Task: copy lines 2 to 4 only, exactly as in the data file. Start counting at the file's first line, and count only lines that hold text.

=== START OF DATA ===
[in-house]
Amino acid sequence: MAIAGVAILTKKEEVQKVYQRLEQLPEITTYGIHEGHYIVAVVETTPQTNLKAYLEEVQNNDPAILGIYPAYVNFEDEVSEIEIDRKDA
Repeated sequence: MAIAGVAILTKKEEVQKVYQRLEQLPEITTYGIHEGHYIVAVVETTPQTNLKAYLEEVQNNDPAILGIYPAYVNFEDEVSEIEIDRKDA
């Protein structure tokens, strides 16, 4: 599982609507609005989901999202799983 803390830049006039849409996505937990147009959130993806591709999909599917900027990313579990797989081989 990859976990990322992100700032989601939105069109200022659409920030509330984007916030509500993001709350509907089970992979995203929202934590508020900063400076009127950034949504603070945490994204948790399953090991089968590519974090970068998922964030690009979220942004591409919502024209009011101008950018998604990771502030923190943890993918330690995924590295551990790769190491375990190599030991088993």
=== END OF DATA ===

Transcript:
Amino acid sequence: MAIAGVAILTKKEEVQKVYQRLEQLPEITTYGIHEGHYIVAVVETTPQTNLKAYLEEVQNNDPAILGIYPAYVNFEDEVSEIEIDRKDA
Repeated sequence: MAIAGVAILTKKEEVQKVYQRLEQLPEITTYGIHEGHYIVAVVETTPQTNLKAYLEEVQNNDPAILGIYPAYVNFEDEVSEIEIDRKDA
């Protein structure tokens, strides 16, 4: 599982609507609005989901999202799983 803390830049006039849409996505937990147009959130993806591709999909599917900027990313579990797989081989 990859976990990322992100700032989601939105069109200022659409920030509330984007916030509500993001709350509907089970992979995203929202934590508020900063400076009127950034949504603070945490994204948790399953090991089968590519974090970068998922964030690009979220942004591409919502024209009011101008950018998604990771502030923190943890993918330690995924590295551990790769190491375990190599030991088993």